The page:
Tools and Materials
  • Abalone-shell or pink mother-of-pearl buttons 
I found the abalone-shell buttons at JoAnn’s, each pack had 64 buttons – that is about one necklace.
Shellz Buttons 64 count $3.29
  • Beading String, cut to 40 inches
I did not find any string named specifically “beading string,” but I did find 3-ply bead thread and DMC Floss Group thread.  There are pros and cons to both types of thread.  The bead thread is stiffer than the DMC thread, which makes it easier to wield and thread through the necklace closure; however, because the bead thread is stiffer it does not fall as nicely as the DMC thread.  I also chose three different colors – black, brown and a neutral cream color, but I ended up only using black.
20 yards 3-ply bead thread, Black $2.99
  • Crimp Bead 
I found crimp beads on my second trip to JoAnn's, I should have Googled them to begin with so I would know what I was looking for – alas, live and learn.  As it turned out, the crimp beads I got were too small and seemed like quite a headache, so I got 3mm double cup connectors.  Let me first explain what crimp beads are:  They finish the end of the necklace and help create a loop for attaching the clasp.
48 - 3mm double cup connectors - $0.98 (on sale)

  • Necklace Closure 
At first I got a spring ring clasp but, after a few trials, I realized I liked the magnetic clasps much more.
8 – 5x11mm Silver Magnetic Clasps - $2.29

  • Needle-nose pliers 
The pliers are for the crimp bead/3mm double cup connector.  Apparently you can use crimping pliers to give a more finished look, but I just used basic needle-nose pliers – mind you, my closures are not the prettiest.
Already Owned - $0.00
  • One item that I think should be included is a good pair of scissors, a dull pair of scissors will cause your thread to fray and make it nearly impossible to thread through the necklace closures.
  • If you do not get a good pair of scissors, then you will need a lighter – the lighter will be used to singe the ends of the bead thread (I doubt this would work with the DMC thread).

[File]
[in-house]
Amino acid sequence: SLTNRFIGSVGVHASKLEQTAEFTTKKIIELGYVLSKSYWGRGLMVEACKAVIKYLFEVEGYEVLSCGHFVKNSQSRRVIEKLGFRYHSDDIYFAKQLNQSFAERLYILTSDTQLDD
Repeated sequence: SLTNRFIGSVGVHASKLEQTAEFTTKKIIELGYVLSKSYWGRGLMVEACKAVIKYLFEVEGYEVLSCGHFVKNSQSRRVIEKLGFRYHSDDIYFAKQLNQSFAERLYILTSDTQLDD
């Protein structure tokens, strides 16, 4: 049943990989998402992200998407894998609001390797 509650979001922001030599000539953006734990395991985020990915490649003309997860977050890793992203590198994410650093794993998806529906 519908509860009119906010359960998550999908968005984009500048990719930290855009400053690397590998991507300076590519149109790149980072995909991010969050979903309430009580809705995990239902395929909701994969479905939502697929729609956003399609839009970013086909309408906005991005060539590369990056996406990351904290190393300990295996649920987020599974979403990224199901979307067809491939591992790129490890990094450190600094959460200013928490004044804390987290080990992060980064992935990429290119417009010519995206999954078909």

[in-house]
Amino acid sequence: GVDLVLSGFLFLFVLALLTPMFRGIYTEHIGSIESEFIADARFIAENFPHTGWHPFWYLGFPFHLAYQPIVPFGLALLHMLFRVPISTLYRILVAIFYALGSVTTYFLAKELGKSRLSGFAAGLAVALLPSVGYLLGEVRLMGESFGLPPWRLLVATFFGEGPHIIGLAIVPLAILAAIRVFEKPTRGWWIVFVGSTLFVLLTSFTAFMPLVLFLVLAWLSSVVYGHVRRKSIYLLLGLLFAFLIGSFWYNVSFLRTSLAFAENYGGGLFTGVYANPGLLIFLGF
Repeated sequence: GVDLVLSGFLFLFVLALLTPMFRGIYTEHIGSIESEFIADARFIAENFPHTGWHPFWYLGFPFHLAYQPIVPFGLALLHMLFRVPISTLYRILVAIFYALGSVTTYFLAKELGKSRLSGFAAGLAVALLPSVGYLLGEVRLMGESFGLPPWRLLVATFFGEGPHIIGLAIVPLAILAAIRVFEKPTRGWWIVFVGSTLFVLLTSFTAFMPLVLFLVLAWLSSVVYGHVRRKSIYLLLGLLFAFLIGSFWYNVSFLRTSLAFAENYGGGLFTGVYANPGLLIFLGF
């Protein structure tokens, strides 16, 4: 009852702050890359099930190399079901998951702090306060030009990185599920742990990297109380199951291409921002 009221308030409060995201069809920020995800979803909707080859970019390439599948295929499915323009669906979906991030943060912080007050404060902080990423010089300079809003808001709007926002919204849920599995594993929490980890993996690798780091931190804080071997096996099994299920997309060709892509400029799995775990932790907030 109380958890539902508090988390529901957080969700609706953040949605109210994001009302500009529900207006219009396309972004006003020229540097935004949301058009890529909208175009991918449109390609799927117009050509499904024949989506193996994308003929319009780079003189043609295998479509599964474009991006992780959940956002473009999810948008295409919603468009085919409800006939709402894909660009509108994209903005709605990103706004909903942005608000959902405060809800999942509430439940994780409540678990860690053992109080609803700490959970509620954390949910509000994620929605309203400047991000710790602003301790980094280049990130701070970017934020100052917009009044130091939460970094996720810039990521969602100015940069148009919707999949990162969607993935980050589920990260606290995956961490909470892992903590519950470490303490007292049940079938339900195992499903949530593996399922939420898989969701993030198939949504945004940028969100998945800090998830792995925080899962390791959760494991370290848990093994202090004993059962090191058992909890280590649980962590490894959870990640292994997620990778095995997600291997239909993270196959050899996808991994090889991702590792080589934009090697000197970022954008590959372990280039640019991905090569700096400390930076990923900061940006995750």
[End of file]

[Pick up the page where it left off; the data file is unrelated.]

She explains:  After I got my materials, I sat down and stared at them for a good two days… then I got down to business.  I am giving you instructions for what I did on my third and final rendition of this necklace. It is the easiest and best looking. Again, I am showing you what the instructions called for in black, and what I did in red: 
 Button Necklace How-To
1.     Fold the string in half, and create an end by tying two slipknots 2 inches down from the fold.

I have no idea why you would follow the instructions above – I just do not get it.  So instead, first I took one end of the string and slipped it through one button hole, then I slid the button down 8 inches from the end of the string.  To get the button to stay in place you will want to secure it with a slipknot.  To make a slipknot, make a small loop to the right of the button and pass the button through the loop and tighten – voila.  

Now you should have something that looks like this:
The right side should be much longer -- as shown in the picture.

2. Slip a button on one string. Tie another slipknot 1 inch from the previous knot. Repeat until you have 12 buttons on the string. (Sophie makes five strands for her necklace, but you can make as many or few as you like.) Trim the ends (not the looped end) 2 inches from the last knot.

Okay, slip another button on the string starting from the long end of the string – I made sure to face each button the same way, but I think it could also be fun to mix it up.  One inch from the first button, attach your second button the same way you did the first – with a slipknot.  I used my thumb to space out the buttons, you may want to experiment with how close together or far apart you space the buttons.  Repeat until you have 12 buttons on the string. I used 4 strands for my necklace, but I found that three would do in a pinch.  Now you just rinse and repeat. Do the same thing with three more pieces of string.